Cuba: The Current Situation
An economic, commercial, and financial embargo has been in place on Cuba since 1962. Exports of U.S. agricultural products, including wheat, have been allowed since 2001 under the Trade Sanctions Reform Act (TSRA) but travel and financing restrictions make it difficult to conduct a free flow of trade. The Treasury Department’s Office of Foreign Assets Control (OFAC) enforces the embargo, which negatively affects U.S. wheat export potential in the Cuban market.
In 2005, OFAC amended the regulation to require Cuba to obtain and present letters of credit from a third-party, foreign bank, proir to vessel loading with the cash payment coming from the bank, not directly from Alimport, the Cuban food importer. The change increased the cost of buying U.S. wheat, and added an excessive and unnecessary administrative burden on Alimport that has had a negative effect on U.S. export potential. While the payment in advance of vessel loading has been waived on a yearly basis, the change is not permanent. Meanwhile, U.S. wheat exports to Cuba continue to fall and totaled just over 100,000 metric tons in 2009/10 as Cuba sources its wheat needs from countries that do not have burdensome trade requirements and even extend credits.
The most restrictive aspects of the embargo to the U.S. wheat industry are:
- Travel restrictions and licensing requirements through OFAC
- Financing restrictions that force Cuba to go through third party banks and pay cash up front.
- Travel restrictions on Cuban officials to the U.S.
- A negative policy environment between the U.S. and Cuba that is not conducive to doing business.
Potential for U.S. Wheat Exports
With sales totaling $135 million, wheat was the one of the top U.S. commodities exported to Cuba in 2008, second only to corn. Total U.S. agricultural exports to the island have been declining slightly for a number of years and while the dollar value is up in 2008 due to high commodity prices, the full potential for wheat exports is far from realized. With no domestic wheat production, Cuba represents substantial potential for U.S. wheat growers. Cuba’s 11.4 million people consumed an average of 850,000 MT of wheat per year over the past ten years. According to USDA’s Foreign Agricultural Service, Cuba is the largest importer of wheat and wheat products in the Caribbean.
The island’s proximity, historical and cultural ties should make Cuba a natural trading partner for the United States. Instead, the United States is sharing a substantial portion of the Cuban market with Europe, Canada, Argentina and even Black Sea countries. In neighboring Caribbean markets, U.S. wheat has maintained an average 85 percent market share over the last decade while averaging around 35 percent of the Cuban market since TSRA was enacted. USW estimates an annual loss of $40 million in wheat exports because of the restrictions placed upon U.S. wheat producers that do not burden our competitors.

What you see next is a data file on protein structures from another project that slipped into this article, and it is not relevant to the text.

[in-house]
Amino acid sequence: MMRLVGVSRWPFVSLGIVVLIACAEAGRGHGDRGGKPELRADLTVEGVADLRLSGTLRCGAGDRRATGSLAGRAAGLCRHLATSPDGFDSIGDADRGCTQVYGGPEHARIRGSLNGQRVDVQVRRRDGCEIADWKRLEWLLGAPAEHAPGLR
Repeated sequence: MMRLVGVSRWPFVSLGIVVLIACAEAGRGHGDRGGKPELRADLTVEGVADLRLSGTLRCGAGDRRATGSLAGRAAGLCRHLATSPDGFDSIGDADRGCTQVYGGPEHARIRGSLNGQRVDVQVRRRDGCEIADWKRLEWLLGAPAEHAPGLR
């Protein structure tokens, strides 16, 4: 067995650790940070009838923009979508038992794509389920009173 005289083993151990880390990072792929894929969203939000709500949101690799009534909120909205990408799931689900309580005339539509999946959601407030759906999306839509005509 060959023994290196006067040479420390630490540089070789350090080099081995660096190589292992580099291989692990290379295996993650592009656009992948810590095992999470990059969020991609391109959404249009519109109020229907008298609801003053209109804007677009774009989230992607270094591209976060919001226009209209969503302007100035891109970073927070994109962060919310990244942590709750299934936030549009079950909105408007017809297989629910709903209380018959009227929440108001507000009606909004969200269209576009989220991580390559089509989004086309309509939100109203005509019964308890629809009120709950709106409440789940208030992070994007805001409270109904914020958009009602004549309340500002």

U.S. Wheat Industry Position
The U.S. wheat industry believes easing travel restrictions, increasing access to USDA commercial loan programs, allowing direct banking, and permanently overturning the 2005 regulation change requiring payment ahead of vessel loading will level the playing field and give U.S. wheat producers the best opportunity to realize the full sales potential in Cuba. Such changes will also benefit the Cuban economy and its people, which in turn will create an economic environment that is more conducive to democratic reform.
Wheat Farmers Want Cuba and the United States to Get Down to Business
By Rebecca Bratter, Director of Policy, U.S. Wheat Associates
Wheat farmers have a big crop to sell this year and U.S. Wheat Associates works hard t... Treasury's Cuba Rule Change Might Force Contract Changes
The following is reprinted, with permission, from the National Journal's Congress Daily, March 8, 2005:
The Bush administration's decision to tighte... USW renews commitment to working for "free and open trade" with Cuba
On March 17, 2003, the U.S. Wheat Associates Board of Directors approved the following resolution:
WHEREAS U.S. Wheat Associates has played a major... USW struggles with U.S. rules to develop wheat market in Cuba
Testimony offered by
Nelson Denlinger, Vice President, U.S. Wheat Associates
on behalf of
U.S. Wheat Associates
Wheat Export Trade Education Commi... Remove Agriculture from Unilateral Sanctions
Half of the wheat grown in the U.S. is destined for export markets. Producers want to be reliable exporters. We therefore urge the World Trade Organi...
ISAAA Report on Biotech/GM Crops
"For the first time since the introduction of biotech/GM crops almost two decades ago, developing countries have grown more hectares of biotech crops than industrialized countries, contributing to food security and further alleviating poverty in some of the world’s most vulnerable regions."
2013 Trade Policy Priorities
U.S. wheat producers and their customers face a number of trade policy challenges. Trade barriers harm not just U.S. farmers but also their customers by impeding their product choices or raising the price of products they want.